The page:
New Series, Vol. 1
Edited By Barbara Lewandowska-Tomaszczyk, Marcel Thelen, Gys-Walt van Egdom, Dirk Verbeeck and Łukasz Bogucki
On “General” and Specialised Texts in the Translation Training Programme: Conjectures, Assumptions, Refutations and Implications
Abstract: Some painstaking attempts have been made to redirect the linguistic currents in Translation Studies. In one of his studies, Jean Delisle prevents linguistic theory from passing over into silence. In L’Analyse du discours comme méthode de traduction (1980/1984), he spins a thread for the inquiry into the usefulness of Critical Discourse Analysis (henceforth CDA) in translation training. In his study, he tears down the strongholds of the linguistic turn and introduces the inevitable notion of “context”. Considering that, without exception, source texts as well as target texts are inextricably enmeshed in the cobweb of socio-cultural contexts, Delisle advises teachers and institutes to critically assess the texts that are (to be) subjected to interpretation or/and translation in the context of translation training. According to him, teachers should stick to “general pragmatic texts” in the initial phases of formation; they can be readily interpreted by students and allow the problems most proper to translation to take centre of stage. Thirty years later, this view is still widely shared: in most translation programmes, not only of vocational schools but also of academic institutions, specialised texts are introduced only in the final year of the BA-programme or even in the MA-year.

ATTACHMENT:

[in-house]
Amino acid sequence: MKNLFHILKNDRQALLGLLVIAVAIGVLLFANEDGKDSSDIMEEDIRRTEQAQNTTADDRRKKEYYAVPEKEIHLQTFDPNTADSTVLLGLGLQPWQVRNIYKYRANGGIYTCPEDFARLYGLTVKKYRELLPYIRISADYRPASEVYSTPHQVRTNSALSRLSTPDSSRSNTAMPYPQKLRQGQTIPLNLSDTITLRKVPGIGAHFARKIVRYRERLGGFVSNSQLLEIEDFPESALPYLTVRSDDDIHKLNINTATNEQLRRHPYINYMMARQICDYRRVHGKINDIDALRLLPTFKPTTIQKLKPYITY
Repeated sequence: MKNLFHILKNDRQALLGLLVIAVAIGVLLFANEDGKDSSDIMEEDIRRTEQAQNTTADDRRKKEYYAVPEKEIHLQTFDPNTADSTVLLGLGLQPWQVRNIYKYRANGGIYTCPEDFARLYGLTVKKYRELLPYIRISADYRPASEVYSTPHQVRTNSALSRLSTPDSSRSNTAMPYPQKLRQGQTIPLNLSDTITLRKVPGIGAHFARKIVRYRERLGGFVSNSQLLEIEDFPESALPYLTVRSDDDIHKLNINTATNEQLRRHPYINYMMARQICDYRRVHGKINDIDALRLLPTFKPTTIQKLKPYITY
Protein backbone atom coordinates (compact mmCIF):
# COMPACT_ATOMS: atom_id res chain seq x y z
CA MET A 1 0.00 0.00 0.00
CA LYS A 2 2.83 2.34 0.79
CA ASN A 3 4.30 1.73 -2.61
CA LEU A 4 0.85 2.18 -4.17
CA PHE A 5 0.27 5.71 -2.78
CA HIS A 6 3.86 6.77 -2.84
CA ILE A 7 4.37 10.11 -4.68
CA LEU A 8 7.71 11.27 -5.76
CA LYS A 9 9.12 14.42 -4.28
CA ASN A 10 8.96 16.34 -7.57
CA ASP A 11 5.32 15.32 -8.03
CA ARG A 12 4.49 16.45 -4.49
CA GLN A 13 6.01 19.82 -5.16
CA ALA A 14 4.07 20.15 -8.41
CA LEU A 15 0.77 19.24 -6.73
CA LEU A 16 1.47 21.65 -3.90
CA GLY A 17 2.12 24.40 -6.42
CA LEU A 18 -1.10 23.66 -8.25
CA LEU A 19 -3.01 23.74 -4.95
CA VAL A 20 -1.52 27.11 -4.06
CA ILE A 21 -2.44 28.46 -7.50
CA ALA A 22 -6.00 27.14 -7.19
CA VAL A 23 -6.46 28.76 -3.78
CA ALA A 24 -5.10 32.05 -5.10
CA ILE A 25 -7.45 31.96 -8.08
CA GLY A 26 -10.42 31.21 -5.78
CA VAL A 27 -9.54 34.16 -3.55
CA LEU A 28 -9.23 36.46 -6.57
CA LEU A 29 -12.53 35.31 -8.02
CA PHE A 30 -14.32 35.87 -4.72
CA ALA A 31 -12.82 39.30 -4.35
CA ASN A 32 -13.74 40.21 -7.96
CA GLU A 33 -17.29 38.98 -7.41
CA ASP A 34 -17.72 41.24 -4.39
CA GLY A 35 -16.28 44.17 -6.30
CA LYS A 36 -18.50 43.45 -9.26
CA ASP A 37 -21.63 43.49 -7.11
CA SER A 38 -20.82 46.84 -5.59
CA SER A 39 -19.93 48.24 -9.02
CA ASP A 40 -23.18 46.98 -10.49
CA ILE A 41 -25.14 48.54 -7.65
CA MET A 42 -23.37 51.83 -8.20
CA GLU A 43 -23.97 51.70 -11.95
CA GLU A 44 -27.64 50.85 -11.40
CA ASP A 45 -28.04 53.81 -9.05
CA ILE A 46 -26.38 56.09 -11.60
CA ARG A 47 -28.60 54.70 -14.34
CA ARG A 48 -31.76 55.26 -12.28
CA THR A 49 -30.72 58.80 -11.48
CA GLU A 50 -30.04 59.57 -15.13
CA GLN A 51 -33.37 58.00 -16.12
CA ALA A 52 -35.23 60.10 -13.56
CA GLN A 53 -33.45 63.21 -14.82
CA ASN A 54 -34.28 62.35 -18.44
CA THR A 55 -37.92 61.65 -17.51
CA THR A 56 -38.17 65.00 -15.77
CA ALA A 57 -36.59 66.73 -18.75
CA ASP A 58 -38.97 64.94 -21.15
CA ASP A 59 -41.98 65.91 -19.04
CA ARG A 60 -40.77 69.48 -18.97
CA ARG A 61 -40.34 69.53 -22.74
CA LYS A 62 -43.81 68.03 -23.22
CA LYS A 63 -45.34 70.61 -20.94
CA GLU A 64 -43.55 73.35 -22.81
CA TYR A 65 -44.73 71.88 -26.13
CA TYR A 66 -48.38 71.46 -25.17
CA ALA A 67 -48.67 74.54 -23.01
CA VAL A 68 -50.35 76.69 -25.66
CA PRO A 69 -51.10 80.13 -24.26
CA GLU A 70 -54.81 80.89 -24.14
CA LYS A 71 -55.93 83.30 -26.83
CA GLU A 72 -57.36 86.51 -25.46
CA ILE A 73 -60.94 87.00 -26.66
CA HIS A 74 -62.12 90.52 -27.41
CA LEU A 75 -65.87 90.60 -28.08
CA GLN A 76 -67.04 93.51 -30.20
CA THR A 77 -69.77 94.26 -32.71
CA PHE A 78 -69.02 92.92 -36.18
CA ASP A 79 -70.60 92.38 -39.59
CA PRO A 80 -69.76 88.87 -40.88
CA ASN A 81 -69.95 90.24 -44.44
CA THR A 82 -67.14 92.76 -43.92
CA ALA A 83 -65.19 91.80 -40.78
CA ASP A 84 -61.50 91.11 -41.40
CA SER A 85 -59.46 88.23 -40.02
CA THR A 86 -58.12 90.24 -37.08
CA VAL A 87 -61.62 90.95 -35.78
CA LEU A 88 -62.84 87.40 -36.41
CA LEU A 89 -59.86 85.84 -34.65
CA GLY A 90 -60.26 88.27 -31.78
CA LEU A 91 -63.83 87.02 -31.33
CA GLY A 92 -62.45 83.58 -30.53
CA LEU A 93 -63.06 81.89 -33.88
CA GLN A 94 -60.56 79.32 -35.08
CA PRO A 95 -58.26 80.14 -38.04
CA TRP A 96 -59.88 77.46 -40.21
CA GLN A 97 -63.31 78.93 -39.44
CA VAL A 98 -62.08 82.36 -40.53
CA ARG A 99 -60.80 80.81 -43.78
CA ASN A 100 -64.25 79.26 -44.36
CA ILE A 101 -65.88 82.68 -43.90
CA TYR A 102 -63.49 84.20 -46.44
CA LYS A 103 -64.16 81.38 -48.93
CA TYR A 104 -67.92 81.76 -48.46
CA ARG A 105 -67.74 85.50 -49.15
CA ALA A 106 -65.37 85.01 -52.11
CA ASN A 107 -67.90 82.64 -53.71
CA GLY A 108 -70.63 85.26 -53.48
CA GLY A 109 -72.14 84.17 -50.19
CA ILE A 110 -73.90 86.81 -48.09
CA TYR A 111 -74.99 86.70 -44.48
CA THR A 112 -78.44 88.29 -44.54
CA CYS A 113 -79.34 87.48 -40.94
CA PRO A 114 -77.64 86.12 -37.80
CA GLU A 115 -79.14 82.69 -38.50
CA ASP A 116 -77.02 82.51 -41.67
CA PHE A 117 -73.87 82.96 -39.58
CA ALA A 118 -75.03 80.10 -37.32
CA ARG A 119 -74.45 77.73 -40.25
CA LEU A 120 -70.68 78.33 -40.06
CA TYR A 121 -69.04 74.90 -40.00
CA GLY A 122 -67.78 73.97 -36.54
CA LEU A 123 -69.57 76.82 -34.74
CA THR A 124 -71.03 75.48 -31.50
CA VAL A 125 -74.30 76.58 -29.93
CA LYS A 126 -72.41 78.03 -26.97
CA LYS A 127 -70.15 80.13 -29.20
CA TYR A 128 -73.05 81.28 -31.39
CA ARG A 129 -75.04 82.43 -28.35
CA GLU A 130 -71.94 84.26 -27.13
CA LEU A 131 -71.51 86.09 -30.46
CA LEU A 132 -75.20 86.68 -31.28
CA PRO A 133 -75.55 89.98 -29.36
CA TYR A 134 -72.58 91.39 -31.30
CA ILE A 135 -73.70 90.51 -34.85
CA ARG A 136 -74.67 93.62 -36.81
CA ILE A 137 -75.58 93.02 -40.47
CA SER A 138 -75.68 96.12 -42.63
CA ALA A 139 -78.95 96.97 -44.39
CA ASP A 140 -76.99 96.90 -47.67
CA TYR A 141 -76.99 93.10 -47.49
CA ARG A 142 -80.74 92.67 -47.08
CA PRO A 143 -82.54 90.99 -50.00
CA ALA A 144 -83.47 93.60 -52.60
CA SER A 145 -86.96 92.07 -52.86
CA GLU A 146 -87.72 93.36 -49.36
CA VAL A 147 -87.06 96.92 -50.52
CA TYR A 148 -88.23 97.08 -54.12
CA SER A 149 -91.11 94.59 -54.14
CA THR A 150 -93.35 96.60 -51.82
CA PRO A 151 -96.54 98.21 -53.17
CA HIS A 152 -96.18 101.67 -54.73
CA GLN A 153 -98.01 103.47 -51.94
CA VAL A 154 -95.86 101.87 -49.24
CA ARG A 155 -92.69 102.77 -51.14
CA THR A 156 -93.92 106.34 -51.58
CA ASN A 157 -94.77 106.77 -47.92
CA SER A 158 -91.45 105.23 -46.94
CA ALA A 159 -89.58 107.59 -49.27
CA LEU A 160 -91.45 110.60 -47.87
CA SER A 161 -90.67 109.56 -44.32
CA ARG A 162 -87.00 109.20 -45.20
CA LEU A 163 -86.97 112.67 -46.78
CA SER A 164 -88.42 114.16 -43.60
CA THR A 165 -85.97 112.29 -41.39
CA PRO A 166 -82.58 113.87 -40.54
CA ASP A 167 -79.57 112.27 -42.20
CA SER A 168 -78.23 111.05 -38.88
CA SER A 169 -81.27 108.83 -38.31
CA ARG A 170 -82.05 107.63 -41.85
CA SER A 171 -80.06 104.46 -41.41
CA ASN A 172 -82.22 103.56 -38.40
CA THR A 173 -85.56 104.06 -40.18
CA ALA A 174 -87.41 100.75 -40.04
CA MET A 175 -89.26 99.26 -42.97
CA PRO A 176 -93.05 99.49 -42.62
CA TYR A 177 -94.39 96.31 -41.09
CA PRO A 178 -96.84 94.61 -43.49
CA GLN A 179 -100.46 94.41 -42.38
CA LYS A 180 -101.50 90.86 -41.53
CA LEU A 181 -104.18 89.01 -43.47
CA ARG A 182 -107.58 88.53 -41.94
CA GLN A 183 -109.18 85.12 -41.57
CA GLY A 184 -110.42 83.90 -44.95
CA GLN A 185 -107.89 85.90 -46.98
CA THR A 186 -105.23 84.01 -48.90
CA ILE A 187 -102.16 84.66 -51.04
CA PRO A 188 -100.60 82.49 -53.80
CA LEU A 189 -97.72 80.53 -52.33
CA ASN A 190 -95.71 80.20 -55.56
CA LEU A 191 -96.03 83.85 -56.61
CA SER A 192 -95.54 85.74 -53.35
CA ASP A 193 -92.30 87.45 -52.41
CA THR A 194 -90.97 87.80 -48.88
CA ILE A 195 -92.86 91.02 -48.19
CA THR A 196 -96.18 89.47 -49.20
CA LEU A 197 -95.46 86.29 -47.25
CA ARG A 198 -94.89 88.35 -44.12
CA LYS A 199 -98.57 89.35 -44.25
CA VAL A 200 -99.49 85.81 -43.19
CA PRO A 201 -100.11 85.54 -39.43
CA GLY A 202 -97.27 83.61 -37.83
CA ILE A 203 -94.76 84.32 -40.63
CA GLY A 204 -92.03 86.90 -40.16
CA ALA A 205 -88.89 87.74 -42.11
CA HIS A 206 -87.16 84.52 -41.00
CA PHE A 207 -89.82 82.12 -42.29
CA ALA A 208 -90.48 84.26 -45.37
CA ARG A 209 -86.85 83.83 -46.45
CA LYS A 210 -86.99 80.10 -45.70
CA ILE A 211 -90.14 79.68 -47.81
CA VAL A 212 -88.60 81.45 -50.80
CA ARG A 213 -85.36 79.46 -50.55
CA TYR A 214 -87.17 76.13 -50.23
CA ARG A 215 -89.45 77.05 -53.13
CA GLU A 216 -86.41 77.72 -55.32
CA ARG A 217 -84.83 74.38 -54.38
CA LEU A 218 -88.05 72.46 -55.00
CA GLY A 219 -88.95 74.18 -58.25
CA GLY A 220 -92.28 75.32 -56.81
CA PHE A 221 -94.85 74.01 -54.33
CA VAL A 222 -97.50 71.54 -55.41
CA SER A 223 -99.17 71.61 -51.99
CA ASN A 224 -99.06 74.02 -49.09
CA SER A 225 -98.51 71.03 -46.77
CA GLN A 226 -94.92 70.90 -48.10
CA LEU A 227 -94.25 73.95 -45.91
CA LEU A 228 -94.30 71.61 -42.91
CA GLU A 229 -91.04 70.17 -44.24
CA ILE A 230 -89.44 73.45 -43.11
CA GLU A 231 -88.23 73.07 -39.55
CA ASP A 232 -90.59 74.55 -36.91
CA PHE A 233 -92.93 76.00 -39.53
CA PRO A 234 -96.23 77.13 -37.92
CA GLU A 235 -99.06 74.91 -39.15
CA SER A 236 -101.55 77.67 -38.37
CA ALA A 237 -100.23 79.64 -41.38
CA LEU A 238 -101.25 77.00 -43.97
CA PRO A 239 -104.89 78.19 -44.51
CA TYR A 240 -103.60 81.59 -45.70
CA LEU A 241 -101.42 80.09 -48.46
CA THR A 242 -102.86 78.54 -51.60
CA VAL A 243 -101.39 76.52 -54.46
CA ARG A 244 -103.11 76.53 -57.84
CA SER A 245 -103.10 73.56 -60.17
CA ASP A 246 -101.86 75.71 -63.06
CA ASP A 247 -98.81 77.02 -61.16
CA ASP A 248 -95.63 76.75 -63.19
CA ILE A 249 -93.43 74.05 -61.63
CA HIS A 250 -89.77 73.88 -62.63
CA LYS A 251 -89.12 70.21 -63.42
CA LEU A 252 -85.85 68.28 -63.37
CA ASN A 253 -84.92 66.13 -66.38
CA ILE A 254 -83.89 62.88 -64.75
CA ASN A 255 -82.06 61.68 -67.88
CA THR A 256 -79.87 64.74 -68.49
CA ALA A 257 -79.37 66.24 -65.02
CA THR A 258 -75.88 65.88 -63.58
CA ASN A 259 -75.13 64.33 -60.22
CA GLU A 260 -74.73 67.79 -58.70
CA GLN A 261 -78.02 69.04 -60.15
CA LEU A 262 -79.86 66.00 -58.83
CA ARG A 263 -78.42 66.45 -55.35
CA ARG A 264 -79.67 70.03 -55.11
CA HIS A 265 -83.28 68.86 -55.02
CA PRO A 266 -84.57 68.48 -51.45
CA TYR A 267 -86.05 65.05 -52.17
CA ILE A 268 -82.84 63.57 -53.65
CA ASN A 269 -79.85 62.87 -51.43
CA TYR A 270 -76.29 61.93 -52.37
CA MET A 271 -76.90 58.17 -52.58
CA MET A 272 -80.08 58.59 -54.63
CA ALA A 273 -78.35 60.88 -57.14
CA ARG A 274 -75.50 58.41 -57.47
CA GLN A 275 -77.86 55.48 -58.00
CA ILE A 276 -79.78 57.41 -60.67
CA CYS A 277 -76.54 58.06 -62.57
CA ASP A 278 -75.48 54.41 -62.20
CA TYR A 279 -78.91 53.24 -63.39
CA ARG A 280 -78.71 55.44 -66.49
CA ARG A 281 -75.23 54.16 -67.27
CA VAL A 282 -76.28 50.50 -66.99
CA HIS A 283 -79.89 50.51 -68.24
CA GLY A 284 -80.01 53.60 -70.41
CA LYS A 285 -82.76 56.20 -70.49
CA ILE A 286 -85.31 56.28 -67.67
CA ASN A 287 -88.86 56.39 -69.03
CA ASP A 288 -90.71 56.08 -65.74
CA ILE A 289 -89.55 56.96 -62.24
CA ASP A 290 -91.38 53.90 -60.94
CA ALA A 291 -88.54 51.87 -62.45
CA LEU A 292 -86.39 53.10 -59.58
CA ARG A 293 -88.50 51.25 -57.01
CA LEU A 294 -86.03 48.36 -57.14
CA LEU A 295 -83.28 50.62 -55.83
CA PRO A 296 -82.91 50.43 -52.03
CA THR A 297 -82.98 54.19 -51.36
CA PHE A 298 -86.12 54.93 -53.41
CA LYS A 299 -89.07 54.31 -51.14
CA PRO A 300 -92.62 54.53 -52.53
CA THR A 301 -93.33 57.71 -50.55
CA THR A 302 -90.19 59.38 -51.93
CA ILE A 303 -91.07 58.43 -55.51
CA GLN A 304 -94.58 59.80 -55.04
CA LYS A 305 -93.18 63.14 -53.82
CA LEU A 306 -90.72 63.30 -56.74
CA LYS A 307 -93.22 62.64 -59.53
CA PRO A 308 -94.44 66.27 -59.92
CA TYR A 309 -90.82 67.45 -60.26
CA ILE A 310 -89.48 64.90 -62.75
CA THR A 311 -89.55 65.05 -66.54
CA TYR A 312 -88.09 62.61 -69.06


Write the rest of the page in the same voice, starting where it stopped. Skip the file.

In this contribution, we will return to the assumptions that lie at the basis of a shared belief in the purposefulness of using general texts and we will try to cast new light on text selection procedures in translation training. We will do so in the company...
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